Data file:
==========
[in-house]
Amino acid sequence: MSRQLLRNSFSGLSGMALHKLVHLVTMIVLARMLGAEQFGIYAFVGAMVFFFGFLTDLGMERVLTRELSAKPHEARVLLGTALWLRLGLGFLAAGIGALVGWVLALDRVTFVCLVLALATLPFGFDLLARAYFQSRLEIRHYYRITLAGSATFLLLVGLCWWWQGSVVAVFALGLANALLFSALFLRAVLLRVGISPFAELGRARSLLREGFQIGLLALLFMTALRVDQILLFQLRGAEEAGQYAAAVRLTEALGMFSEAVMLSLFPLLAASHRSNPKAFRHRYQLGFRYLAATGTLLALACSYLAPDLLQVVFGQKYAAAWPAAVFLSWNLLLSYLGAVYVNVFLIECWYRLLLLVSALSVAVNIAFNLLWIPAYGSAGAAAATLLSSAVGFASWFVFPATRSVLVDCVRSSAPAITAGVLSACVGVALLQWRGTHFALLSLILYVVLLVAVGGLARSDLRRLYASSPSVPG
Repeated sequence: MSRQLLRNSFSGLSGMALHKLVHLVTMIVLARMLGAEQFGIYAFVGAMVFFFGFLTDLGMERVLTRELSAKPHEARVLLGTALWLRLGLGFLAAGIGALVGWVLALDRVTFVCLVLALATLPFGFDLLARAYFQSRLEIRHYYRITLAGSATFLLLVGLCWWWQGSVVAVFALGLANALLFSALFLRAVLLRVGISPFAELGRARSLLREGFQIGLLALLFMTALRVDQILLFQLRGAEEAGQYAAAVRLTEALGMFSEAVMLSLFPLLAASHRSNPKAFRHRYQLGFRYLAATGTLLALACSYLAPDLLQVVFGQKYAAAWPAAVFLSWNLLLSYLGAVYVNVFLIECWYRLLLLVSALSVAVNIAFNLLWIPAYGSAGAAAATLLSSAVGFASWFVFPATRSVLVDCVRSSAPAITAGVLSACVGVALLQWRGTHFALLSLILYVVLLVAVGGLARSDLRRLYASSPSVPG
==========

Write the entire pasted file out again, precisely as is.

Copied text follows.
[in-house]
Amino acid sequence: MSRQLLRNSFSGLSGMALHKLVHLVTMIVLARMLGAEQFGIYAFVGAMVFFFGFLTDLGMERVLTRELSAKPHEARVLLGTALWLRLGLGFLAAGIGALVGWVLALDRVTFVCLVLALATLPFGFDLLARAYFQSRLEIRHYYRITLAGSATFLLLVGLCWWWQGSVVAVFALGLANALLFSALFLRAVLLRVGISPFAELGRARSLLREGFQIGLLALLFMTALRVDQILLFQLRGAEEAGQYAAAVRLTEALGMFSEAVMLSLFPLLAASHRSNPKAFRHRYQLGFRYLAATGTLLALACSYLAPDLLQVVFGQKYAAAWPAAVFLSWNLLLSYLGAVYVNVFLIECWYRLLLLVSALSVAVNIAFNLLWIPAYGSAGAAAATLLSSAVGFASWFVFPATRSVLVDCVRSSAPAITAGVLSACVGVALLQWRGTHFALLSLILYVVLLVAVGGLARSDLRRLYASSPSVPG
Repeated sequence: MSRQLLRNSFSGLSGMALHKLVHLVTMIVLARMLGAEQFGIYAFVGAMVFFFGFLTDLGMERVLTRELSAKPHEARVLLGTALWLRLGLGFLAAGIGALVGWVLALDRVTFVCLVLALATLPFGFDLLARAYFQSRLEIRHYYRITLAGSATFLLLVGLCWWWQGSVVAVFALGLANALLFSALFLRAVLLRVGISPFAELGRARSLLREGFQIGLLALLFMTALRVDQILLFQLRGAEEAGQYAAAVRLTEALGMFSEAVMLSLFPLLAASHRSNPKAFRHRYQLGFRYLAATGTLLALACSYLAPDLLQVVFGQKYAAAWPAAVFLSWNLLLSYLGAVYVNVFLIECWYRLLLLVSALSVAVNIAFNLLWIPAYGSAGAAAATLLSSAVGFASWFVFPATRSVLVDCVRSSAPAITAGVLSACVGVALLQWRGTHFALLSLILYVVLLVAVGGLARSDLRRLYASSPSVPG